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The following passage comes from page 138 of Proofiness: How You're Being Fooled By the Numbers by Charles Seife. The source is an anonymous statistician, the context is a discussion of disputed elections, and the formatting is my own.

Humans counting things:
I don't care what the things are--
They're going to be off.
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In the process of looking for something completely unrelated, I happened upon [livejournal.com profile] woogledesigns' thoughts upon the nature (and, indeed existence [or rather non-]) of Doctor Who canon:

Here's what I think: The Doctor remembers every Doctor Who story ever told. Every episode, target book, comic strip and every game of companions and TARDISes you played as a kid. The universe he lives in has no record of it, because paradoxes and divergent dimensions and the time war have reset things. But the Doctor remembers and sometimes when he is sad it's because you've stopped being 8 years old and he can't run around the school playground with you anymore.

(And the comments proceed to kick around the Timey-Wimey Calvinball.)
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News of a pregnancy is automatically the cue for interminable gossip, speculation, and unsolicited advice; when you're the Duchess of Cambridge in the age of Twitter, the globe is your Old Wife Pool(1).

I'd like to take the opportunity to address one old saw that I keep hearing relentlessly repeated in the media coverage: no matter how hard you folks may be longing for a little princess to squee over, GUT-WRENCHING PROJECTILE MORNING SICKNESS IS NO GUARANTEE OF A FEMALE CHILD.

(Disclaimer: I am neither a certified Old Wife nor a mother--but I know one whom I'm pretty sure I can cite with absolute confidence.)

(1) Particularly when your father-in-law happens to be an alternative health-care buff who no doubt has the cream of Britain's Old Wives on call.
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Stormy sulphur skies--
like the cover of an old
SF paperback.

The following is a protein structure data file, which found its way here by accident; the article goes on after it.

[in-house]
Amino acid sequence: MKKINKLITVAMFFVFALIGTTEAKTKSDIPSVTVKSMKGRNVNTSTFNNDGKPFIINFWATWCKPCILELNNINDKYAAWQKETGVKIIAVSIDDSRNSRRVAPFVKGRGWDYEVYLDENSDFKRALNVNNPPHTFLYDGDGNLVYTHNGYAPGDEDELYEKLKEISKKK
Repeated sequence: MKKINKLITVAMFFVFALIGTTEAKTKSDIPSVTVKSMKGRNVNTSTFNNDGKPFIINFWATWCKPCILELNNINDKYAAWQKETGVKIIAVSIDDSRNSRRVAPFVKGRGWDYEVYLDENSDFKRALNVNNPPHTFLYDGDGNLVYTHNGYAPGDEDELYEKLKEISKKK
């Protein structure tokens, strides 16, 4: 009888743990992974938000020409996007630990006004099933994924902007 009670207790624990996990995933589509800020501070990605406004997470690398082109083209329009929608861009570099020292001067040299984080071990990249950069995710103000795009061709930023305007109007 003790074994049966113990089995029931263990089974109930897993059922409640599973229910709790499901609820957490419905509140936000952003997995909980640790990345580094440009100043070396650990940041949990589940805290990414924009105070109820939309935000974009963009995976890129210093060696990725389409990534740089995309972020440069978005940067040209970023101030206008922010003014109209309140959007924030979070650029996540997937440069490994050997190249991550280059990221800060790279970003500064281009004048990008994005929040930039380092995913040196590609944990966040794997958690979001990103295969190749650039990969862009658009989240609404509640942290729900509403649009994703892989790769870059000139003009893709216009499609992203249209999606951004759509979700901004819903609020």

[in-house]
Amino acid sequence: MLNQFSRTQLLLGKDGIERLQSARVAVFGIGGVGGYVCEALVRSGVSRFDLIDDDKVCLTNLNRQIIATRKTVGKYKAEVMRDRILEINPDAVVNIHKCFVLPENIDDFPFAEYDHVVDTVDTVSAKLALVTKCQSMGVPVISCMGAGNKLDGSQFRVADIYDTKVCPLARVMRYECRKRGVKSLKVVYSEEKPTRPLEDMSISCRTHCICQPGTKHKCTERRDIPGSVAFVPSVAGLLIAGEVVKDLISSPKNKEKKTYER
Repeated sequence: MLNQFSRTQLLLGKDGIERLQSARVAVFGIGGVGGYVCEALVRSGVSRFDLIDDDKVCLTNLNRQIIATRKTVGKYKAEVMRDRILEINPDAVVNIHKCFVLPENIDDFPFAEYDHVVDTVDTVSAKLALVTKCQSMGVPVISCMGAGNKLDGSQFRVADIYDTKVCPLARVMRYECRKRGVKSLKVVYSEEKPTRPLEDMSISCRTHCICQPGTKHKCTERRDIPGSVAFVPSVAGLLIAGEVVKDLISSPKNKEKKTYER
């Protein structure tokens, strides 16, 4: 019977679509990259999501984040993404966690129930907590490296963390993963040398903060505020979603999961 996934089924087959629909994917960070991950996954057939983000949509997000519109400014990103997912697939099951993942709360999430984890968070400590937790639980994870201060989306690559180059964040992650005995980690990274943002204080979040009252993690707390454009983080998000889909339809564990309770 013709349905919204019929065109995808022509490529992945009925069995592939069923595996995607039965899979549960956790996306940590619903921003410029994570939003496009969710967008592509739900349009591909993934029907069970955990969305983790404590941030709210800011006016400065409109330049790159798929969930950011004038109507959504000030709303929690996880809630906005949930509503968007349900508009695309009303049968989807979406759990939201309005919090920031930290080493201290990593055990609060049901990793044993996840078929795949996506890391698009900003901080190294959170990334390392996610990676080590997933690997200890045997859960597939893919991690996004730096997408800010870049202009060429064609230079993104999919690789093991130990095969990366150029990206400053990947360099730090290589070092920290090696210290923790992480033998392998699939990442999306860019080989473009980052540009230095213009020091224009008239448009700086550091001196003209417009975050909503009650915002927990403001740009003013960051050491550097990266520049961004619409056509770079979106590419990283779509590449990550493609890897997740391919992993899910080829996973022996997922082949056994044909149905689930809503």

*"Ghost Riders on the Storm" by the California Guitar Trio.
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...And I'd long since decided how I was going to observe the occasion.

I picked up a sushi box lunch--they're now available with spring roll wrappers in lieu of rice--and bunkered down at home for a back-to-back showing of Tsui Hark's Zu Warriors movies, luxuriating in the spectacle of epic wuxia fantasy done right.

Following that, I settled in to reread Barry Hughart's Bridge of Birds, and immerse myself in the adventures of yet more people whom the Powers that Be at Paramount have decided are beneath their notice (as well as mine.)

(I intend--eventually--to catch The Lost Failbender, when the public library acquires it on DVD; I trust that I can count on the company of [livejournal.com profile] kosaginolegion, and perhaps Roaring Tiger and Squalling Dragon, for an evening of Nerfbending, MSTing, and playing "How many things can you see wrong with this picture?")
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YouTube is a merry media mosh pit for the worst and the best (and the most mediocre) of what happens when human imagination is presented with audiovisual technology, an arena, and no editor.  Unsurprisingly, it's a showcase for Sturgeon's Law, but also for bits of retrieved memory and works of brilliance that make sifting through the dorky karaoke and home movies more than worth the annoyance.

This animated AMV for Vaughn Monroe's rendition of "Ghost Riders in the Sky", the work of one Pukipu, is one that I've come to regard as the definitive video for the song in question; the stiff, minimal, and primitive flavor of the animation somehow seems perfectly of a piece with the period setting, and its repetitiveness serves the incantatory nature of the song. More than that, it struck me somehow as having an unassailable rightness; the imagery was somehow hauntingly reminiscent of a memory I was at a loss to place.


A discussion of favorite childhood TV commercials over on [livejournal.com profile] dungeonwriter 's blog helped supply the missing piece of the puzzle; this haunting PSA from the late 60's (the narrative Voice of Impending Doom is variously suspected of being either James Earl Jones or Thurl "Tony the Tiger" Ravenscroft) was the stuff of nightmares to a lot of people in the late Baby Boom/early Gen-X age bracket :


Pukipu (if their userinfo is accurate) is Brazilian, and too young to remember the ad, making it an unlikely influence; nonetheless, I find the resemblance striking.

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